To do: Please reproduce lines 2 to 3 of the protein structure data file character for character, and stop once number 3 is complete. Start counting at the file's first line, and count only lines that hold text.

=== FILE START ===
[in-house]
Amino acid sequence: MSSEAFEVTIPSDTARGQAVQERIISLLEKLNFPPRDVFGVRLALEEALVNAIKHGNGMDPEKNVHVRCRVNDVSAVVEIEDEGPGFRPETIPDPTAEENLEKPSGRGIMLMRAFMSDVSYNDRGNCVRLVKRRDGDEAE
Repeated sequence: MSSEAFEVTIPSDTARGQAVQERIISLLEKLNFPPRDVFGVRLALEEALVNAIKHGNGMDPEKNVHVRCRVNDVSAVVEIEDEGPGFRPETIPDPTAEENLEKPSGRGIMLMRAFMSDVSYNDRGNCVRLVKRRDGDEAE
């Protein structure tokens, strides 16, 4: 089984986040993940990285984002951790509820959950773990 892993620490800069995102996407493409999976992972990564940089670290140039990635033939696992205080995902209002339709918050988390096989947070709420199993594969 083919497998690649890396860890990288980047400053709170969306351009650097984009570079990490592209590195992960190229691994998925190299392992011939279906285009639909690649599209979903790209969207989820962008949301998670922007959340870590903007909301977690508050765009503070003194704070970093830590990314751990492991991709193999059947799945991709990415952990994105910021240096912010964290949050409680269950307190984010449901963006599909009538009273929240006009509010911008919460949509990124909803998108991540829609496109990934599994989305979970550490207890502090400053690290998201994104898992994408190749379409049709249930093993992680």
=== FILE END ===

Amino acid sequence: MSSEAFEVTIPSDTARGQAVQERIISLLEKLNFPPRDVFGVRLALEEALVNAIKHGNGMDPEKNVHVRCRVNDVSAVVEIEDEGPGFRPETIPDPTAEENLEKPSGRGIMLMRAFMSDVSYNDRGNCVRLVKRRDGDEAE
Repeated sequence: MSSEAFEVTIPSDTARGQAVQERIISLLEKLNFPPRDVFGVRLALEEALVNAIKHGNGMDPEKNVHVRCRVNDVSAVVEIEDEGPGFRPETIPDPTAEENLEKPSGRGIMLMRAFMSDVSYNDRGNCVRLVKRRDGDEAE